Another less utilitarian option is GMC’s Hummer EV Pickup. Availability is minimal, and it has a starting price of just under $85,000. Beyond those, some unreleased trucks like Chevy’s Silverado EV, Tesla’s Cybertruck, and Lordstown’s Endurance will be good options. These trucks are in the final stages and should be available to consumers in the next few years, and you can already place pre-orders.

Should You Avoid a Ford F-150 Lightning

Ford made a bold leap into the EV market with the F-150 Lightning. But being among the first adopters isn’t usually a good idea. As you’ve seen, Ford has dealt with some F-150 problems. Not to mention, many owners don’t feel like the truck lives up to expectations. Keep in mind this is a matter of perspective. Some people do enjoy the electrified truck.

Quite a few businesses did jump in feet first with the Lightning. The fuel savings in certain parts of the country could quickly help justify the cost. While you still wouldn’t want to tow heavy lows, throwing tools or a ladder in the back would be fine. Lightning is good for business use as workers can charge their trucks overnight before going out in the morning.

But it is hard to recommend a vehicle with so many kinks to work out. Plus, other companies like GM are working on their EVs. If you are interested in buying an EV immediately, you may want to consider a readily available vehicle. At the F-150 Lightning’s price, you have plenty of options like the Mustang Mach-E, Nissan Ariya, and Toyota bZ4X.

If you decide to buy a Ford F-150 Lightning, try to determine your potential routes so the range is not an issue. This won’t be a problem if you plan to drive around the city. But if you tow or plan to travel through rural areas, the Lightning won’t cut it. One final recommendation is to rent an F-150 Lightning for a weekend to have a feel before you head out to your local dealership.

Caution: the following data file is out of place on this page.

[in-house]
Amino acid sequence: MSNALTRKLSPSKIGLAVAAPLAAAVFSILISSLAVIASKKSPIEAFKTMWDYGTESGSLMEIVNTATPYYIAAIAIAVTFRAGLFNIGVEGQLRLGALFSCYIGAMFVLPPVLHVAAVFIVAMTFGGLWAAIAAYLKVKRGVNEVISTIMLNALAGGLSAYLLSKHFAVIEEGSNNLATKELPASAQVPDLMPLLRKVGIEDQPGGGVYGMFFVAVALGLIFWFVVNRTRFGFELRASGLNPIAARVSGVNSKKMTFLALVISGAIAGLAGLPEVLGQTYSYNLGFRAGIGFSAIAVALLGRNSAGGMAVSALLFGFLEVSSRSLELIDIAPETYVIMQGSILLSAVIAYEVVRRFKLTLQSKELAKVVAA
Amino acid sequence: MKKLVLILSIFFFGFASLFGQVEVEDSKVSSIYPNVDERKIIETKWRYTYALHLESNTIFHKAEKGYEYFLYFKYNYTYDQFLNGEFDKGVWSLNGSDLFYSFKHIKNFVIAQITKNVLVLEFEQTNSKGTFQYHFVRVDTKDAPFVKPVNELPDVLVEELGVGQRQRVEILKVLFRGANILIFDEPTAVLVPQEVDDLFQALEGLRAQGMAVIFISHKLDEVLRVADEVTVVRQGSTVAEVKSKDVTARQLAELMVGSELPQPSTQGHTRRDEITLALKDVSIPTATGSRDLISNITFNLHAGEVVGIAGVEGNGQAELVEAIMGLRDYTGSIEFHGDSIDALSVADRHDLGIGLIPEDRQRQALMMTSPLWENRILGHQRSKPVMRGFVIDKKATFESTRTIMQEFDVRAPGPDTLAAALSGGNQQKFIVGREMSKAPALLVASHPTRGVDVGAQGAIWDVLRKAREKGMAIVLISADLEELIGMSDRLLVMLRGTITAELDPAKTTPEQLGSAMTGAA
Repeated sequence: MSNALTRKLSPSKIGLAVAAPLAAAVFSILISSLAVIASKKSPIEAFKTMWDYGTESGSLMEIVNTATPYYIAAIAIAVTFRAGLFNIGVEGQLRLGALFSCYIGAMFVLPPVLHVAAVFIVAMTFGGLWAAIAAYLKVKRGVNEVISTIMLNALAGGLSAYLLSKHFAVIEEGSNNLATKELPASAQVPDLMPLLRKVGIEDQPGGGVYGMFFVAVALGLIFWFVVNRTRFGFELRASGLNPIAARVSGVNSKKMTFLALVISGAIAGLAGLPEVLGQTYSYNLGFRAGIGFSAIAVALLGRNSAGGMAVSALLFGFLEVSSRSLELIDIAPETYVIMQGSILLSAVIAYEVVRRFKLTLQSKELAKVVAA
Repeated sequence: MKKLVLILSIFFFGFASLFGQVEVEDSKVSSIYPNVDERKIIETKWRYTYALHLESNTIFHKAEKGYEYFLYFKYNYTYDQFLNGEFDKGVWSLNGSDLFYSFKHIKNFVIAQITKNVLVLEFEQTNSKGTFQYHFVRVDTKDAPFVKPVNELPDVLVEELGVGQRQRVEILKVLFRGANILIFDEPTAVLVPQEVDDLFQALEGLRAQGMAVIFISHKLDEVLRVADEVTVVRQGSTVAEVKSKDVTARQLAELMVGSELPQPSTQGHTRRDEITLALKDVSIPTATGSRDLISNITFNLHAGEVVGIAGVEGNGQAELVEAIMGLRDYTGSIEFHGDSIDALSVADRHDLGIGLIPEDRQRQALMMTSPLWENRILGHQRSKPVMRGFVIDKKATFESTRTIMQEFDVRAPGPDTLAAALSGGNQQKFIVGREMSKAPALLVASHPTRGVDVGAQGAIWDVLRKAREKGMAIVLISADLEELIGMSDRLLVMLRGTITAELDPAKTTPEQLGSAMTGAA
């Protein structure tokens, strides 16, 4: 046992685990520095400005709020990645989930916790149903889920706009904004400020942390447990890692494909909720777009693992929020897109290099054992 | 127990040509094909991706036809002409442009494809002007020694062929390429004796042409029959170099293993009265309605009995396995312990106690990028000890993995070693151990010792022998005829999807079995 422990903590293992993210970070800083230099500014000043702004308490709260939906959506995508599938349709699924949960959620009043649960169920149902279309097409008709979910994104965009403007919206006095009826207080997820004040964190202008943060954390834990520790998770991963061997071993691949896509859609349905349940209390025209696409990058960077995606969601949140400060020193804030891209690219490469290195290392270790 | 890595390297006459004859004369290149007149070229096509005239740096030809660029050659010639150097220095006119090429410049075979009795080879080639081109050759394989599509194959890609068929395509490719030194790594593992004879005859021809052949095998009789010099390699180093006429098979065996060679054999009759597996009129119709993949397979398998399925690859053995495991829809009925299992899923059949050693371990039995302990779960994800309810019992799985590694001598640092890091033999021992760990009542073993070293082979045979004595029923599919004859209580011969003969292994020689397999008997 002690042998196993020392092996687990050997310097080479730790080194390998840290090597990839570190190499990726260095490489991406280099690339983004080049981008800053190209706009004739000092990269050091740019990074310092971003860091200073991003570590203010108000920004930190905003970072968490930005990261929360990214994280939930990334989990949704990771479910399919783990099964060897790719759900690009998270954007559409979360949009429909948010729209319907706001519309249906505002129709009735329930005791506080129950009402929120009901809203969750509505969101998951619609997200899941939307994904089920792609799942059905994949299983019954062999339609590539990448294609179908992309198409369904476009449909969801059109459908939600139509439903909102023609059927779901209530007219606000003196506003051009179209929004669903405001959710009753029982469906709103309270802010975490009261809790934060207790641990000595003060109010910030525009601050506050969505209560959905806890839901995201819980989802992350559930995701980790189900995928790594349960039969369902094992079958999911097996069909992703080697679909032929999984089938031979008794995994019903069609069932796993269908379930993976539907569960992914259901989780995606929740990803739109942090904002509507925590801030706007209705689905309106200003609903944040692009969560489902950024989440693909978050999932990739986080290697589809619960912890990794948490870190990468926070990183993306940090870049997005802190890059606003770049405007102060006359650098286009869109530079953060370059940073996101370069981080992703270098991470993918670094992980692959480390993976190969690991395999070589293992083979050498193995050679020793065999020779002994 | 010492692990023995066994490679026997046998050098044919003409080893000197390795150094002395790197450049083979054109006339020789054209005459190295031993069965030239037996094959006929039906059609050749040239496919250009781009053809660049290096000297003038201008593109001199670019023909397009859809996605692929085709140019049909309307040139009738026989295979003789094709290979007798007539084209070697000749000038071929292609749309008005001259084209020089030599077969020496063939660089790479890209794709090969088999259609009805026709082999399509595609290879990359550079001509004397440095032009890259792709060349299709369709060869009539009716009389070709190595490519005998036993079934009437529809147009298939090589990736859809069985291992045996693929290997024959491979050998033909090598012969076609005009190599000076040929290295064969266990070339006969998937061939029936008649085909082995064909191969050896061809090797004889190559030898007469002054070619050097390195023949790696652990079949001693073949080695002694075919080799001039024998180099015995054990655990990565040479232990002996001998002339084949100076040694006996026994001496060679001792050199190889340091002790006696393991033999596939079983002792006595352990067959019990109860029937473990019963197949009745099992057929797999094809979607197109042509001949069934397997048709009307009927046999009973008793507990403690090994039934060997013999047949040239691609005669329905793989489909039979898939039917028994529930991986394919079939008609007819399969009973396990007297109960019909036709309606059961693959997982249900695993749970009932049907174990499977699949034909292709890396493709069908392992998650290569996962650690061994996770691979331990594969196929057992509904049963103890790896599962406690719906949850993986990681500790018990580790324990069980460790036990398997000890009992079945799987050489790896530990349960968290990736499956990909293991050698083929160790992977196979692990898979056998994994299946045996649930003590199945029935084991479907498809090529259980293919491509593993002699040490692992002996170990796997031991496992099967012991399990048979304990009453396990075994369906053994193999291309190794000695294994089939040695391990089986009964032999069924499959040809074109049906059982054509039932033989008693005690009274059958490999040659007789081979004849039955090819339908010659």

Summary Table

1. RecallsMultiple recalls due to battery issues and manufacturing defects
2. Battery FiresConcerns about battery fires during charging and potential dangers
3. Prices Going UpIncreasing prices making the truck less affordable for average vehicle owners
4. Dropping DemandFalling demand due to price increases, economic conditions, and negative reviews
5. Terrible RangeSignificantly reduced range when towing or hauling heavy payloads

Frequently Asked Questions

Can you extend the range of the F-150 Lightning?

The F-150 Lightning has a standard and extended-range battery, with the extended range providing about 90 extra miles. However, you cannot upgrade the battery so you will need to opt for the larger one at the time of purchase.

Do I need to worry about my F-150 Lightning catching fire?

The chance of your F-150 catching on fire is very minuscule, but it can happen with any EV. While there has been a lot of news about EV fires, it is important to remember that gas-powered cars catch fire too.

Does towing really affect the F-150 Lightning's range that much?

Yes, towing and heavy payloads dramatically reduce overall range. Keep in mind that even light loads that have a lot of drag, like a small camper or trailer with a back gate, will see a drastic reduction in range.

How often does the F-150 Lightning need charging?

The frequency that you need to charge the F-150 Lightning depends entirely on how frequently you drive it. Some drivers will need to charge their truck multiple times a day, while others may only need to charge every couple of days.

Do EV trucks have comparable weight ratings to conventional trucks?

Yes, EV trucks like the Ford Lightning have similar payload and towing capacities to internal combustion engine trucks. There are even towing packages that bump the ratings up.